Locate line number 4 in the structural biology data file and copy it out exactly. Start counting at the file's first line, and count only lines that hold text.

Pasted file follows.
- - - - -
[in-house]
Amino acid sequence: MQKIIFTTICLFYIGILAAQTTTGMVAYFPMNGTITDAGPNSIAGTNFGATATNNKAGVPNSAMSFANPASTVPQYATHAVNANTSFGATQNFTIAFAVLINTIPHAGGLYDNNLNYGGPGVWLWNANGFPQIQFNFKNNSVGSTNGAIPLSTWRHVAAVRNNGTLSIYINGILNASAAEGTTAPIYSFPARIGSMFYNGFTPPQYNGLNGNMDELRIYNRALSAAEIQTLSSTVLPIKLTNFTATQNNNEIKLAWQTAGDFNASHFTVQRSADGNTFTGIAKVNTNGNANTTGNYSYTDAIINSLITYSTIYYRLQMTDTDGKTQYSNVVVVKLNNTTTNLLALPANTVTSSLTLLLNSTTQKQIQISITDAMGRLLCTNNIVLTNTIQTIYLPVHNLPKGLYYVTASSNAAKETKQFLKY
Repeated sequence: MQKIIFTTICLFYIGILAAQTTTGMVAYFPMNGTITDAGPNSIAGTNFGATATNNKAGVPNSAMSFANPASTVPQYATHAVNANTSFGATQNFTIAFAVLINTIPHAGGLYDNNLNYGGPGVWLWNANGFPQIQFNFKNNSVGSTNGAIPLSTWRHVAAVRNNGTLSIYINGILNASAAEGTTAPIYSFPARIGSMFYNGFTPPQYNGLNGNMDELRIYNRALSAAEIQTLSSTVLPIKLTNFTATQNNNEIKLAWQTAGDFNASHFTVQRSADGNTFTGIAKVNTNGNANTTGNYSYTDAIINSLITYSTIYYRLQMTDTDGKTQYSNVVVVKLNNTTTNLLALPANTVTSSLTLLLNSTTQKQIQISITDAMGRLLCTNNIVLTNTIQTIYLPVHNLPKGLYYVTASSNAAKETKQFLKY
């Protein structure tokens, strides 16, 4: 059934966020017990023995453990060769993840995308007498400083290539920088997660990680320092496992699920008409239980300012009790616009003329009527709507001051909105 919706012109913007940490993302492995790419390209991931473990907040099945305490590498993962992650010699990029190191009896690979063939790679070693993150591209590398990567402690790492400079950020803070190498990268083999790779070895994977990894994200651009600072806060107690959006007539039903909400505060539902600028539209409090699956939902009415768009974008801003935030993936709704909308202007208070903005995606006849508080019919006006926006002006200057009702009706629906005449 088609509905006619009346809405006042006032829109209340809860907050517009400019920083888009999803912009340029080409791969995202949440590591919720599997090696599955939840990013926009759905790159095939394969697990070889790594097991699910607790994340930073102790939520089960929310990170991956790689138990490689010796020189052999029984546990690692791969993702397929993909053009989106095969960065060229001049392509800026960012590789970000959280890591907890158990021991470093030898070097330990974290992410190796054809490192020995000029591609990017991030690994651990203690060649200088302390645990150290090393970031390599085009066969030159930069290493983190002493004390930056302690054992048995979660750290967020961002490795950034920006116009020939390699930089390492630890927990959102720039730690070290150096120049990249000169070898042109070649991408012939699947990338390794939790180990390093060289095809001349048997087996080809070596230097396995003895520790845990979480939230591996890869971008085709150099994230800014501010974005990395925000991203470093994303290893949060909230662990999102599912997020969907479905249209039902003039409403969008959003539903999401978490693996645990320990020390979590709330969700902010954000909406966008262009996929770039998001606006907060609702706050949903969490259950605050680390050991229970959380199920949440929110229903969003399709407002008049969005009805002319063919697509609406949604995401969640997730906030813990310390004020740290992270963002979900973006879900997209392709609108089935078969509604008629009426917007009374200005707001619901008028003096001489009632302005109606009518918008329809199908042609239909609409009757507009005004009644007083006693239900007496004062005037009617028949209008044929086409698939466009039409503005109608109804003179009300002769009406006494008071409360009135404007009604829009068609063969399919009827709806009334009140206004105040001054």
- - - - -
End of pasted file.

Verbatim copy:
């Protein structure tokens, strides 16, 4: 059934966020017990023995453990060769993840995308007498400083290539920088997660990680320092496992699920008409239980300012009790616009003329009527709507001051909105 919706012109913007940490993302492995790419390209991931473990907040099945305490590498993962992650010699990029190191009896690979063939790679070693993150591209590398990567402690790492400079950020803070190498990268083999790779070895994977990894994200651009600072806060107690959006007539039903909400505060539902600028539209409090699956939902009415768009974008801003935030993936709704909308202007208070903005995606006849508080019919006006926006002006200057009702009706629906005449 088609509905006619009346809405006042006032829109209340809860907050517009400019920083888009999803912009340029080409791969995202949440590591919720599997090696599955939840990013926009759905790159095939394969697990070889790594097991699910607790994340930073102790939520089960929310990170991956790689138990490689010796020189052999029984546990690692791969993702397929993909053009989106095969960065060229001049392509800026960012590789970000959280890591907890158990021991470093030898070097330990974290992410190796054809490192020995000029591609990017991030690994651990203690060649200088302390645990150290090393970031390599085009066969030159930069290493983190002493004390930056302690054992048995979660750290967020961002490795950034920006116009020939390699930089390492630890927990959102720039730690070290150096120049990249000169070898042109070649991408012939699947990338390794939790180990390093060289095809001349048997087996080809070596230097396995003895520790845990979480939230591996890869971008085709150099994230800014501010974005990395925000991203470093994303290893949060909230662990999102599912997020969907479905249209039902003039409403969008959003539903999401978490693996645990320990020390979590709330969700902010954000909406966008262009996929770039998001606006907060609702706050949903969490259950605050680390050991229970959380199920949440929110229903969003399709407002008049969005009805002319063919697509609406949604995401969640997730906030813990310390004020740290992270963002979900973006879900997209392709609108089935078969509604008629009426917007009374200005707001619901008028003096001489009632302005109606009518918008329809199908042609239909609409009757507009005004009644007083006693239900007496004062005037009617028949209008044929086409698939466009039409503005109608109804003179009300002769009406006494008071409360009135404007009604829009068609063969399919009827709806009334009140206004105040001054």